By AMANDA VINCENT
NASCAR is making structural changes to cars competing in the Sprint Cup and Xfinity series in the name of safety. The changes are optional through the remainder of the 2016 season, will be mandatory at the restrictor plate races at Daytona (Fla.) International Speedway and Talladega (Ala.) Superspeedway in 2017, and likely mandatory at all tracks, beginning in 2018.
Teams competing in at least one of the two series received technical bulletins on Thursday, outlining the changes. Also, NASCAR Vice President of Innovation and Racing Development Gene Stefanyshyn laid out the details of the changes in a teleconference Thursday.
“We’ve done quite a bit of analysis, crash testing, and we’ve come to the point now that we believe that the package is mature, and we want to introduce it,” Stefanyshyn said.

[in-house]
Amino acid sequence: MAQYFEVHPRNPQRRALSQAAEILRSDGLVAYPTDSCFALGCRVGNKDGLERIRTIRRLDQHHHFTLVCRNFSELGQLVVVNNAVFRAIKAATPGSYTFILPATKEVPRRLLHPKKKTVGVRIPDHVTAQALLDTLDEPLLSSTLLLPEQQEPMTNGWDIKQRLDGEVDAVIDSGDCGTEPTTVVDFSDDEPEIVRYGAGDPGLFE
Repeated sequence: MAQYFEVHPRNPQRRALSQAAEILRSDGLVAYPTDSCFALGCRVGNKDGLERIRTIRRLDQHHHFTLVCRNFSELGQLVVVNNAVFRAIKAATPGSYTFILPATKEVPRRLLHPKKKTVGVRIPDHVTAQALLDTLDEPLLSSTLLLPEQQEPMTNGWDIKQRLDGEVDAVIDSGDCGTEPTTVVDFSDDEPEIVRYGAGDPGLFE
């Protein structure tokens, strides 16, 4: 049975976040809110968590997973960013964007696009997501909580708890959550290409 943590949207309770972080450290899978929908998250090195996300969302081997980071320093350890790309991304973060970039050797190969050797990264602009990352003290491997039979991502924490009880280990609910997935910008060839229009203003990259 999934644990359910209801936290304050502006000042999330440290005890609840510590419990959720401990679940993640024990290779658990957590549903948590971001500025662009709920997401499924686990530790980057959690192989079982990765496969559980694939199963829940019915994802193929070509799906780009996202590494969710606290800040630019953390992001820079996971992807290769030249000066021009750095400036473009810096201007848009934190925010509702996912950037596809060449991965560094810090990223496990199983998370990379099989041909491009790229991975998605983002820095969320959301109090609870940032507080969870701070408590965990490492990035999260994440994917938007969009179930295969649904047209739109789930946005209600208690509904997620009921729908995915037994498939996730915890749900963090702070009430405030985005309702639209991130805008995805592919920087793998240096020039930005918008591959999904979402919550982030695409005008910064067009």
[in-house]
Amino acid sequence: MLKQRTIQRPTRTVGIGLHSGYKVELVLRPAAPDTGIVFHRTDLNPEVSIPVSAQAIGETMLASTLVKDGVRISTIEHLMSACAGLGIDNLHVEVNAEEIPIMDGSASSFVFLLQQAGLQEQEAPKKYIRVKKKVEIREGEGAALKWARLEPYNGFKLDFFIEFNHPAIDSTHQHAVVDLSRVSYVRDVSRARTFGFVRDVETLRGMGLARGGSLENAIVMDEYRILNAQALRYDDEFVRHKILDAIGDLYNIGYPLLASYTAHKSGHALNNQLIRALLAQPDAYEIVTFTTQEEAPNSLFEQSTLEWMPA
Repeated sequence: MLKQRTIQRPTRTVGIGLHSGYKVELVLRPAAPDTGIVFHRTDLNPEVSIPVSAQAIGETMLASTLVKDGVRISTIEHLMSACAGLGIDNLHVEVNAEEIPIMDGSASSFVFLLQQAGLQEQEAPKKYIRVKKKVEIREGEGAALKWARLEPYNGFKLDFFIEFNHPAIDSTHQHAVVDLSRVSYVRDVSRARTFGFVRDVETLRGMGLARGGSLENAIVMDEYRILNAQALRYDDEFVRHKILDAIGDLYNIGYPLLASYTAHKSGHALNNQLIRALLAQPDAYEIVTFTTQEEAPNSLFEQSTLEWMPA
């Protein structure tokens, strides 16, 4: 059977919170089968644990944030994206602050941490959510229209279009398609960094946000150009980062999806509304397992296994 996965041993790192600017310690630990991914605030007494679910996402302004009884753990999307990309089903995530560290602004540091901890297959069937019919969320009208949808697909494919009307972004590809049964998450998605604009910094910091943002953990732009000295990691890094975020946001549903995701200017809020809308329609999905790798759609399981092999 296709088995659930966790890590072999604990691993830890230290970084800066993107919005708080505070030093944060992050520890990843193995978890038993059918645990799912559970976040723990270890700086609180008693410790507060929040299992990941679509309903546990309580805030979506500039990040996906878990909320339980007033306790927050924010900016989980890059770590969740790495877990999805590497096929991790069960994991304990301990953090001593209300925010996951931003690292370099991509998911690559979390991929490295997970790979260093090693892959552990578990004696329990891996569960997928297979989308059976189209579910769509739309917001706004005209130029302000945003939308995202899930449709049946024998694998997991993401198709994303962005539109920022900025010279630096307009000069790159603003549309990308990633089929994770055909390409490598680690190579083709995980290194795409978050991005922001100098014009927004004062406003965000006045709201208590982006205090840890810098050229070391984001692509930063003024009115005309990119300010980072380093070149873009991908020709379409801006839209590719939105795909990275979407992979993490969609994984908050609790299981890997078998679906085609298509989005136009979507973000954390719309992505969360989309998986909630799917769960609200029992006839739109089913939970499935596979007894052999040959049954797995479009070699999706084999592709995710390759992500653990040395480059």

Changes include an added piece of material behind the driver, extending from the anti-intrusion plating on the door bars to the rear sub frame. Other changes are modifications to parts already installed in the race cars.
“Basically, we are making the structure that encapsulates the driver more robust and susceptible to manage energy in a better way,” Stefanyshyn said.
The focus of the changes is to improve protection to drivers’ feet and legs. The call for changes came, at least in part, after Kyle Busch wrecked in the 2015 Xfinity Series season-opener at Daytona, suffering fractures in his right leg and left foot.
“We’re replacing existing materials with materials in instances which are thicker or being formed in a way with less welds,” Stefanyshyn said. “Also, the way we attach part of it is we are creating, for a lack of a better term, a zipper so we provide a lot more weld surface.”
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